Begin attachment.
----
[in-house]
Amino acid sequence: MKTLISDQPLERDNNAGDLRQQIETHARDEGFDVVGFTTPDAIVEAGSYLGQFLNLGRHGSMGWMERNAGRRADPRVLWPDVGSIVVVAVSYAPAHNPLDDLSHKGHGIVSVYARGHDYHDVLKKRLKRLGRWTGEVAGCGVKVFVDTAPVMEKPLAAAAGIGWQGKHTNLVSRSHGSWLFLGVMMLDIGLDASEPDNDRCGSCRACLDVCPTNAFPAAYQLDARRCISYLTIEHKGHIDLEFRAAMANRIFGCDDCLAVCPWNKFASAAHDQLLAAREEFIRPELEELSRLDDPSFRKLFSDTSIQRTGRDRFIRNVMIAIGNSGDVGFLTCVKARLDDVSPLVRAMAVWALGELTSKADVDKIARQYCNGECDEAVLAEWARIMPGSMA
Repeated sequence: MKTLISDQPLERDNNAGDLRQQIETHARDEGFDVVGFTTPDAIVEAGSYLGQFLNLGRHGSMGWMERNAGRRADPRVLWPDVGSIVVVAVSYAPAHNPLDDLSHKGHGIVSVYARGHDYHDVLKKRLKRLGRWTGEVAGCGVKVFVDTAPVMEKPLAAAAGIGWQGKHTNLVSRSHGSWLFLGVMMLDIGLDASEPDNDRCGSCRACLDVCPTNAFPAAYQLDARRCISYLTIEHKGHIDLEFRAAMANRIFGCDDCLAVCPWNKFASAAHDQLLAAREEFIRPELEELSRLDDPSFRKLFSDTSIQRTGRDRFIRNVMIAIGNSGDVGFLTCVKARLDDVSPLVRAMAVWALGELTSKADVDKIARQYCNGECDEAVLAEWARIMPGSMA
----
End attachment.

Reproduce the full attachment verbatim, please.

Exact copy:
[in-house]
Amino acid sequence: MKTLISDQPLERDNNAGDLRQQIETHARDEGFDVVGFTTPDAIVEAGSYLGQFLNLGRHGSMGWMERNAGRRADPRVLWPDVGSIVVVAVSYAPAHNPLDDLSHKGHGIVSVYARGHDYHDVLKKRLKRLGRWTGEVAGCGVKVFVDTAPVMEKPLAAAAGIGWQGKHTNLVSRSHGSWLFLGVMMLDIGLDASEPDNDRCGSCRACLDVCPTNAFPAAYQLDARRCISYLTIEHKGHIDLEFRAAMANRIFGCDDCLAVCPWNKFASAAHDQLLAAREEFIRPELEELSRLDDPSFRKLFSDTSIQRTGRDRFIRNVMIAIGNSGDVGFLTCVKARLDDVSPLVRAMAVWALGELTSKADVDKIARQYCNGECDEAVLAEWARIMPGSMA
Repeated sequence: MKTLISDQPLERDNNAGDLRQQIETHARDEGFDVVGFTTPDAIVEAGSYLGQFLNLGRHGSMGWMERNAGRRADPRVLWPDVGSIVVVAVSYAPAHNPLDDLSHKGHGIVSVYARGHDYHDVLKKRLKRLGRWTGEVAGCGVKVFVDTAPVMEKPLAAAAGIGWQGKHTNLVSRSHGSWLFLGVMMLDIGLDASEPDNDRCGSCRACLDVCPTNAFPAAYQLDARRCISYLTIEHKGHIDLEFRAAMANRIFGCDDCLAVCPWNKFASAAHDQLLAAREEFIRPELEELSRLDDPSFRKLFSDTSIQRTGRDRFIRNVMIAIGNSGDVGFLTCVKARLDDVSPLVRAMAVWALGELTSKADVDKIARQYCNGECDEAVLAEWARIMPGSMA